Your latest album is called GIRL, and you named your fragrance that as well. How were the two connected?
Women were my muse for both projects. One gives you a sound representation and the other gives you an olfactory representation. Both are made for human beings, even though girls were my muse. It’s just like another iteration of the artwork.
You’ve written plenty of songs about women. What is the message of an entire album called GIRL?
Empowerment, sexuality, all of the above.
One of the themes of the album is getting away from external pressures to be beautiful, and focusing on internal beauty. What are your thoughts on that?
If you emanate from the inside, it doesn’t really matter. That’s where the beauty is. I was just thinking about this the other day—you can see someone who you think is beautiful on paper. But, if they have a nasty attitude, you’re gonna have a hard time calling them beautiful. And, that is because in the same way, you can see someone who’s, like, born with a deformity or got into a tragic accident, but they have this incredible way of connecting with you, and you see it as beautiful. It’s the same thing to me. People shine from the inside. The looks always go. We’re humans, we’re not trees. We’re of the flesh. I try to remind women of that factor all the time. But, not by like dictating, but I try to put it in my music, any of my artistic expression. I’m always trying to instill that you’re actually better because you’re different. You’re actually better because you’re not shaped like her. You’re actually better because you’re not as tall as she is, or you’re taller than the rest of them, that’s what makes you cool. The minute that you lose that, you just become camouflaged in society. And, that’s the ultimate pressure, not being recognized. So, if you focus on your differences, and you realize that you were made that way on purpose, what’s better than that? Recognizing that the beauty in you is the rarity.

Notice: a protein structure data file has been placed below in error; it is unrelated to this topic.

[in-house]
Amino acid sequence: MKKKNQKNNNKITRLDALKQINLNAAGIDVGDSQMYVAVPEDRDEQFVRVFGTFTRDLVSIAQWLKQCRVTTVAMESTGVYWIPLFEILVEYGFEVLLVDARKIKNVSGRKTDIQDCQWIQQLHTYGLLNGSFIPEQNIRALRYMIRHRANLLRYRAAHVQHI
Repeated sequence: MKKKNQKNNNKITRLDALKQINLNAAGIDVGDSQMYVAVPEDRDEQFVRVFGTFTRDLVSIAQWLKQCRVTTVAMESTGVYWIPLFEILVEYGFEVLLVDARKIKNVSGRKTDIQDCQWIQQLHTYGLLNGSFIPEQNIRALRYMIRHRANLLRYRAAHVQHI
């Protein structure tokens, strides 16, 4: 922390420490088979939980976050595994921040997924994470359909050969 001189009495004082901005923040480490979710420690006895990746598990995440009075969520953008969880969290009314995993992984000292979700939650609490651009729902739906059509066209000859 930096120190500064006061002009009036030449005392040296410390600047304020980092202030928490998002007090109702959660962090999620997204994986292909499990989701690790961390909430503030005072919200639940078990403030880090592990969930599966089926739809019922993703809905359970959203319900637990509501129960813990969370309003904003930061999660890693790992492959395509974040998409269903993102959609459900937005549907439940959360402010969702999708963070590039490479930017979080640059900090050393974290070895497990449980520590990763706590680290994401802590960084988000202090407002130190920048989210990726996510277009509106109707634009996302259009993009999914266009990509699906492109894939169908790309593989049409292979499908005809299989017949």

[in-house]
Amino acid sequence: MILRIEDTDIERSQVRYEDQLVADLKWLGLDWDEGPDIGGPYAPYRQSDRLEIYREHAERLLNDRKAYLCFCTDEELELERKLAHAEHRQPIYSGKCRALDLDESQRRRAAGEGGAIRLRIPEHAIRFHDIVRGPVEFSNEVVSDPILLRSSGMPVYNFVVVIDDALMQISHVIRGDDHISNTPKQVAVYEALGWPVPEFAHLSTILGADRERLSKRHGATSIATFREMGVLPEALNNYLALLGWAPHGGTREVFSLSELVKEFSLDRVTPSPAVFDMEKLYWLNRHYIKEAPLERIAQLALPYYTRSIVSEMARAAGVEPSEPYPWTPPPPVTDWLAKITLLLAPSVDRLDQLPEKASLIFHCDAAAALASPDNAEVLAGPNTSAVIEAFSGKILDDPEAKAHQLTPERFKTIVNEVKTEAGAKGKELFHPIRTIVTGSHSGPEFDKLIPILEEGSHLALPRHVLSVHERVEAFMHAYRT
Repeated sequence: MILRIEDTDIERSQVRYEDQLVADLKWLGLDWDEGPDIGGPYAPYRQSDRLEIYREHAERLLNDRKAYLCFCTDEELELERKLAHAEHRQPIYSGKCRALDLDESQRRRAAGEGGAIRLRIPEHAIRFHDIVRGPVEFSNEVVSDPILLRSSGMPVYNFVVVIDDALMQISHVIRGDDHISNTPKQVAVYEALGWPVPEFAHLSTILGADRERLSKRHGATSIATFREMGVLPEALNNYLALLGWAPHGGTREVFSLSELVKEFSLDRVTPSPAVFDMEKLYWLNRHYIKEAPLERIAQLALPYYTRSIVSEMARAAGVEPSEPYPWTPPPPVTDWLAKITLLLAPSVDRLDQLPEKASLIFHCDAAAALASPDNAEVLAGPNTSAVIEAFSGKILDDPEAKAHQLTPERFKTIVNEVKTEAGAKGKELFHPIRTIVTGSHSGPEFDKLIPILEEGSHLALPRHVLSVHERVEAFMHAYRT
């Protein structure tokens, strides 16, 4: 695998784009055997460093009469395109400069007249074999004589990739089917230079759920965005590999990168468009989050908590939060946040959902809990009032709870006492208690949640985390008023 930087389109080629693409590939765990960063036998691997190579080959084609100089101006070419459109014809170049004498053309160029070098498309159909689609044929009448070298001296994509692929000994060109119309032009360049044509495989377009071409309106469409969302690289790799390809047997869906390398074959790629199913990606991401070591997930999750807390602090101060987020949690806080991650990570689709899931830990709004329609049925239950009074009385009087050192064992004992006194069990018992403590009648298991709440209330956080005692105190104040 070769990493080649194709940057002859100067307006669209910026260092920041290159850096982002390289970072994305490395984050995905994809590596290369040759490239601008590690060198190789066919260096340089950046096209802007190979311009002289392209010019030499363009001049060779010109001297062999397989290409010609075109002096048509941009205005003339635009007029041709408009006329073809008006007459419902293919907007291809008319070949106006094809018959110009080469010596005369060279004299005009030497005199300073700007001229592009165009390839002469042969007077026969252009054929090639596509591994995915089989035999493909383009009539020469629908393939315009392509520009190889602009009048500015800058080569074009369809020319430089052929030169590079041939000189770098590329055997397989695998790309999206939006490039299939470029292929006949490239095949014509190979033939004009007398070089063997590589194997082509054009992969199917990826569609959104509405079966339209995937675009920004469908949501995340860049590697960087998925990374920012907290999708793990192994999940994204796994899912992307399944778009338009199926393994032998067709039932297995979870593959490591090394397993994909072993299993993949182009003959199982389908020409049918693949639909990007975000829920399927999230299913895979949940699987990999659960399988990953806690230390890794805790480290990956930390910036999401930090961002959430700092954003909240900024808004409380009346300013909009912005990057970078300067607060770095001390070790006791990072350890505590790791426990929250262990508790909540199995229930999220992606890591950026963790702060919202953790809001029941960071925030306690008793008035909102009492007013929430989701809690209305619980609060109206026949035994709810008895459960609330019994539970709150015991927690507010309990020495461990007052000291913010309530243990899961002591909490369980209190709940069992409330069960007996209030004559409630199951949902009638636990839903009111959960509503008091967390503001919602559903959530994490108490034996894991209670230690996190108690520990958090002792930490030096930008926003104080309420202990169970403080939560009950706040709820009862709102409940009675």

GIRL is a unisex scent. Do you think men will embrace a fragrance called GIRL?
Yeah. But, not from the viewpoint of it being effeminate, from the viewpoint of things being so gender-specific has caused a big rift between men and women and expectations. Things are so gender-specific, and then there’s judgement, like, “Well if it’s for a woman then X,Y, and Z.” Well, no. What about if it’s for a human?
Then what do you think of unisex makeup?
I wore guyliner last year at the Met Ball, cause you know, they had this punk theme. But, I always thought guyliner is the shit. It’s defining your eyes! But, that’s not what makes it beautiful, what makes it beautiful is how you wear it… So, yeah, I think that there will come a time when people will just wear whatever. I mean, right now when you think of a guy wearing makeup you think of either a drag queen or somebody that’s in the performing arts. But, why? Why put partitions on what we do and how we do it? It’s why that’s important.
You’re very egalitarian about creative self-expression, and it’s something that’s defined you through your career. You’ve also been repping Kaws your whole career, and I’m wondering whether his visual art specifically influenced you for the album or the fragrance.
Not for the fragrance—for the fragrance, we knew what we wanted to do. But, his presence just gave a whole different patina to the project. It just opens it up to a broader interpretation. It’s not just you know, some female singer and her fragrance, or movie star and his fragrance. It’s literally all based on a concept. It has less to do with me and more about our collective intentions going into it. That’s what makes it so cool. I have a bunch of great minds at the table, great minds around me. So, when we all converge and conspire to not accept no for an answer, and it works? There’s nothing better than that. The universe does reward. Lemme ask you a question, how does it make you feel?
To me it smells like traveling.
So, it offers you escapism.
Then we’ve done our job.